It is our duty to call out hatred when we see it. We have a choice in those moments we see something we know is really out of order. We can look at our shoes, and hope by being quiet we don’t make it worse and it goes away, or we can take in a breath and call it out knowing that there may be the consequence of discomfort, or worse. Sometimes it is difficult sometimes it is easier.
In Belfast the Independent Unionist candidate local election candidate is using hate for her political platform. Jolene Bunting’s posters are an incitement to racism. Sharing images of them on social media shares her message. Last July more the 100 formal and informal complaints were filed against Ms Bunting with the Local Government Commissioner for Standards recently for public far-right displays and “offensive and sectarian” social media posts. The Commission launched an investigation and there was speculation that she would be banned from standing for election. However, our street furniture is now host to her posters. “Local homes for local people” is racist. “Put veterans before immigrants” is racist, with a touch of jingoism thrown in. It is difficult to see her managing to get elected but if that message is facilitated or echoed then it is possible.
In Westminster last Friday we saw hate platformed as part of some Nuremburg type Brexit rally.
On that platform, Tommy Robinson, a right–wing extremist whose past memberships include English Defence League and Britain First, strode up and down, and shouted about “immigrants”, Syrians and “Turks”. Jolene Bunting organised a “Free Tommy Robinson” rally in Belfast when Mr Robinson was imprisoned for 13 months for multiple breaches of court orders.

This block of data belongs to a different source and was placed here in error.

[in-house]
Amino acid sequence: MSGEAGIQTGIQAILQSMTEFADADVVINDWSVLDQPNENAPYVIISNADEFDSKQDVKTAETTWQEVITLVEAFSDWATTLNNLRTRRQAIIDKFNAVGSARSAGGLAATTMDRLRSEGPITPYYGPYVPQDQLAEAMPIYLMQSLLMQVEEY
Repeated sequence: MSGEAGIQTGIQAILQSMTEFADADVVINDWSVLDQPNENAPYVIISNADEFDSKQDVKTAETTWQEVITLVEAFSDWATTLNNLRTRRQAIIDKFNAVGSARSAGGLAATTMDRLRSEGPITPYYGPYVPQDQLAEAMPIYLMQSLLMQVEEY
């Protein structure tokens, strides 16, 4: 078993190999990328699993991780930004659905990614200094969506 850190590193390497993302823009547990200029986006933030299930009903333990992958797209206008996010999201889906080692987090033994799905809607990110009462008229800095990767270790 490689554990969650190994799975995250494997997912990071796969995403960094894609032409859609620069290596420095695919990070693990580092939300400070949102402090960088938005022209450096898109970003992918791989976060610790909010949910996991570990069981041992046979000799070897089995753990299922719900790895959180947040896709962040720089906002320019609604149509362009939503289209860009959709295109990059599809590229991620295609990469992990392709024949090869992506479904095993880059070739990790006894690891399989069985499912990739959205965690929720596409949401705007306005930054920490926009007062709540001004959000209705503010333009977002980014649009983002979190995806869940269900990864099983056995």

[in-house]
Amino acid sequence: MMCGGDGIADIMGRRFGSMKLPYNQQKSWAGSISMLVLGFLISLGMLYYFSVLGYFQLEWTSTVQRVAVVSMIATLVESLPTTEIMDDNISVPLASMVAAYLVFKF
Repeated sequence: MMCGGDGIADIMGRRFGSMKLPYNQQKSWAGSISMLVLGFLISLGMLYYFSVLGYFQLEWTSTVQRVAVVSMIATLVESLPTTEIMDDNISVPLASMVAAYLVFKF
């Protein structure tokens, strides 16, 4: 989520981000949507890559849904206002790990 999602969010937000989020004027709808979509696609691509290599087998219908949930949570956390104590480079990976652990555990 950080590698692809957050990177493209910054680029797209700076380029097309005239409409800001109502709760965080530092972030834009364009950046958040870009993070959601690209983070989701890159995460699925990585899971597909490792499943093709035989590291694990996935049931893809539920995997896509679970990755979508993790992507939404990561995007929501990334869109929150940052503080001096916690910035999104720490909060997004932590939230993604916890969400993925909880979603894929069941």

That platform last Friday also Mr Ian Paisley MP stride up and down shouting “We are red, we are white, we are dynamite”. And he kept up the screaming hyperbole for the excited crowd. That crowd flew union flags, Ulster flags and Parachute Regiment flags. A couple of Orange Order bands from Scotland came down for the craic too and marched and played their tunes for the beer swilling crowd. Some of that crowd surrounded journalists from Channel 4 news and CNN, threatening them and forcing them to leave.
On the parallel of this very dark and growing environment, the Conservative Party/DUP Confidence and Supply arrangement somehow survives. Mutually exclusive power hunger and disrespect for anyone else is their life support machinery. Their recent discussions on Brexit have included how the devolved government would have more say in future negotiations. They are of course having these discussions wihout Sinn Féin or any of the other parties, as though they can form a government on their own, or without Sinn Féin.
Given the total disregard to the Good Friday Agreement to date such a development isn’t out of the question. We all know the mantra “We want to go into government in the morning, Sinn Féin is the only party preventing government”. Could Sinn Féin or the other parties go into government with an unrepentant DUP who have demonstrated that they are not interested in genuine power sharing? Would any party share power with those who are more comfortable on a platform with the extreme right than they are with those who only wish to live their lives with the dignity of the fulfilment of their human rights?
Every day the DUP manage to make it more difficult to foresee that the devolved institutions might ever see the light of day again.